Prior to that, my friend Gilbert Colon and I had been invited to contribute to “They’re Here…”: Invasion of the Body Snatchers: A Tribute, edited by McCarthy and the redoubtable Ed Gorman, and published by Berkley Boulevard Books in 1999.  I interviewed W.D. Richter, screenwriter of the 1978 version; Gil tackled Abel Ferrara, the director of Body Snatchers (1993); and Kevin was represented with a lengthy interview by my sometime mentor, John McCarty.  When Ed planned a new and somewhat different version of the book, released by Stark House Press as Invasion of the Body Snatchers: A Tribute in 2006, I was again asked to contribute, and therein lies the tale.

Ed retained our Richter and Ferrara pieces, but wanted a new interview with Kevin, which was kinda cool because it meant that between us, Gil and I would speak with participants in all three versions made at that time (and if you’re listening, Nicole Kidman, I’m ready for our one-on-one to talk about 2007’s The Invasion).  Naturally, I didn’t want to rehash what John had done in the first edition, so I tried to come up with a new angle.  With Gil as my able research assistant, I interviewed Kevin regarding what we called his “second career as a genre icon,” particularly his work with Joe Dante in the likes of Piranha (1978), The Howling (1981), and InnerSpace (1987).

Of course, McCarthy figures in Richard Matheson on Screen for his role as Uncle Walt in “It’s a Good Life,” Dante’s segment of Twilight Zone—The Movie (1983), and he made another notable genre appearance in the original Zone episode “Long Live Walter Jameson.”  No less impressive, his mainstream credits include John Huston’s The Misfits (1961), written as a vehicle for spouse Marilyn Monroe by Salesman playwright Arthur Miller, and Robert Altman’s Buffalo Bill and the Indians (1976).  But it is Dr. Miles J. Bennell in Body Snatchers, a role that he repeated in a cameo for Philip Kaufman’s 1978 version, for which Kevin will inevitably be best remembered.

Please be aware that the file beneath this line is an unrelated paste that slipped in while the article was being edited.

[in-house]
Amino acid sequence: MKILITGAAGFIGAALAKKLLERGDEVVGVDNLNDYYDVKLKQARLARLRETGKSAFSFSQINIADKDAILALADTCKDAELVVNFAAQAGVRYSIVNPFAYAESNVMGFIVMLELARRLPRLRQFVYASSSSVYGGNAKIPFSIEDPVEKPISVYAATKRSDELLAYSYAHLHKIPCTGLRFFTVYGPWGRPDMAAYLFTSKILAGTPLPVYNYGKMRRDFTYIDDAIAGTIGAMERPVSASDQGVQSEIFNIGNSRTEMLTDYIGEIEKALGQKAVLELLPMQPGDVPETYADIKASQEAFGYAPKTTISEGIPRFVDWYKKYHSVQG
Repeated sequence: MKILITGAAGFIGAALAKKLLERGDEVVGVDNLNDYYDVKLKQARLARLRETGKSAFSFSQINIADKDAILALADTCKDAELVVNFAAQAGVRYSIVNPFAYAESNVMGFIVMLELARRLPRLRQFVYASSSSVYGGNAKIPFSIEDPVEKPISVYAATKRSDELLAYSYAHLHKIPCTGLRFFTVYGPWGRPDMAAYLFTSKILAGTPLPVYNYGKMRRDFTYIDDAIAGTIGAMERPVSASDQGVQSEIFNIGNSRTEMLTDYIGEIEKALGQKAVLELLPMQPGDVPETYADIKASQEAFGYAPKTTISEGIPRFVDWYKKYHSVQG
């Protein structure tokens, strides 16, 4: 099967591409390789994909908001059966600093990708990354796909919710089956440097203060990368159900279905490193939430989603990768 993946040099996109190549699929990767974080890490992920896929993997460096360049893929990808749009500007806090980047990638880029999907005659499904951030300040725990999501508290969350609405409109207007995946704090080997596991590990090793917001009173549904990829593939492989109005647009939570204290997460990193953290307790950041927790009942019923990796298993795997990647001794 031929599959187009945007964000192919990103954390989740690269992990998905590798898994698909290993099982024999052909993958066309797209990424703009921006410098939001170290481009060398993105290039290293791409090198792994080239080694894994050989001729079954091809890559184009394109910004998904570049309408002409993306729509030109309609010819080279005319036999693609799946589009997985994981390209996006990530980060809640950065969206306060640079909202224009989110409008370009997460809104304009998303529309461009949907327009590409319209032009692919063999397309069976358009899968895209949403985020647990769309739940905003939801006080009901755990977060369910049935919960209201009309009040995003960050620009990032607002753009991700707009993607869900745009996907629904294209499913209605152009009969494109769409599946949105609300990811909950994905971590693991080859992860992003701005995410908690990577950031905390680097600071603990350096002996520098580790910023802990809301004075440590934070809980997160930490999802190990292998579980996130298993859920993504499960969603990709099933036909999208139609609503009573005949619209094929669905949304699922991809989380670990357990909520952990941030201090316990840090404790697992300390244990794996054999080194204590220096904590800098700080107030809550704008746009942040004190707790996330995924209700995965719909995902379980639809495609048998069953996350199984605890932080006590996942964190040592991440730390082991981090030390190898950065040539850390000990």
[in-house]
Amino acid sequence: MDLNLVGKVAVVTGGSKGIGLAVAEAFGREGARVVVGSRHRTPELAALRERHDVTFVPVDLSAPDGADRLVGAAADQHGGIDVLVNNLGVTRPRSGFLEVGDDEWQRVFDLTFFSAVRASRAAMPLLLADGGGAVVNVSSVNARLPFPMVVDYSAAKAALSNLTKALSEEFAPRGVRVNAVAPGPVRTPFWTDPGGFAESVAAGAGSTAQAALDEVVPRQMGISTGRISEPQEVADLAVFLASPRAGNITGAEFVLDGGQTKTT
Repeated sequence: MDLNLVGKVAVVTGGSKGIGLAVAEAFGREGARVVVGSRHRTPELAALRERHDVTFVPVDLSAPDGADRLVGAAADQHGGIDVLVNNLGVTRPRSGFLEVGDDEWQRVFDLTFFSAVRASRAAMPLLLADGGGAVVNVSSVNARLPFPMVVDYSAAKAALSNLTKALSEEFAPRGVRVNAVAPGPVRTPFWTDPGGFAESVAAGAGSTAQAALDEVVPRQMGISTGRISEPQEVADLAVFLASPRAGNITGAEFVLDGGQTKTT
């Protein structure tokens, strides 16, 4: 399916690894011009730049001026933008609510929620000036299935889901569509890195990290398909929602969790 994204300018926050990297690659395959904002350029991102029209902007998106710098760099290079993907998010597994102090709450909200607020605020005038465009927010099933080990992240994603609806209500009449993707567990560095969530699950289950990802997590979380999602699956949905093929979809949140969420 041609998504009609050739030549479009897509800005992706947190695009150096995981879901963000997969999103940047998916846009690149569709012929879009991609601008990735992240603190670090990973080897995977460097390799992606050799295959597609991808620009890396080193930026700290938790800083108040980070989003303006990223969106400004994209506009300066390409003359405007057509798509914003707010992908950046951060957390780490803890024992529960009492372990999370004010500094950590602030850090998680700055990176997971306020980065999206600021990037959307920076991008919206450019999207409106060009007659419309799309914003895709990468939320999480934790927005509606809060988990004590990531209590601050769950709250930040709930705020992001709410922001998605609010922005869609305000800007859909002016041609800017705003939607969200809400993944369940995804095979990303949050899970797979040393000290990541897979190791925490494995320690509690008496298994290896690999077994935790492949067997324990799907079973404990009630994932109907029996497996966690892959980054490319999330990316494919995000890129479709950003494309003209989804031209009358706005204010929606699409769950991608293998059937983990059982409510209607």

Having known him, I can attest to the fact that there never was a man less like a pod person than Kevin, full of energy and enthusiasm well into his nineties, and when we did the interview it was not so much a question of interrogating him as simply of unleashing him to tell his anecdotes of Montgomery Clift and Stanley Kubrick.  The hardest thing was to get him to stop tinkering with it and approve it for publication, so I finally just gave him the transcript and let him run with it.  Siegel’s preferred title for Body Snatchers was Sleep No More, since the pods took people over while they were sleeping, but now, at last, Dr. Bennell can rest in peace; we’ll miss you, Kevin.

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I Dream of Geena

The recent death of baseball player Dorothy “Dottie” Kamenshek, one of the inspirations for the character of Dottie Hinson in Penny Marshall’s fine film A League of Their Own (1992), prompts me to ask, “What the hell happened to Geena Davis?” Since she, like David Lynch, has had the dubious honor of multiple screwings by ABC, first with her eponymous sitcom and then with the grossly mistreated Commander in Chief (despite her Golden Globe Award and Emmy nomination), I envision her lying in an alley somewhere with a big ol’ knife protruding from her shoulder blades. Her 2009 IMDb credits, Exit 19—a TV outing that featured Matthew Lillard (strike one!) and apparently didn’t even credit a director (strike two!)—and Accidents Happen, flew right under my radar, and that’s a damn shame, because Geena’s been one of my favorite contemporary actresses since…well, that requires some reflection.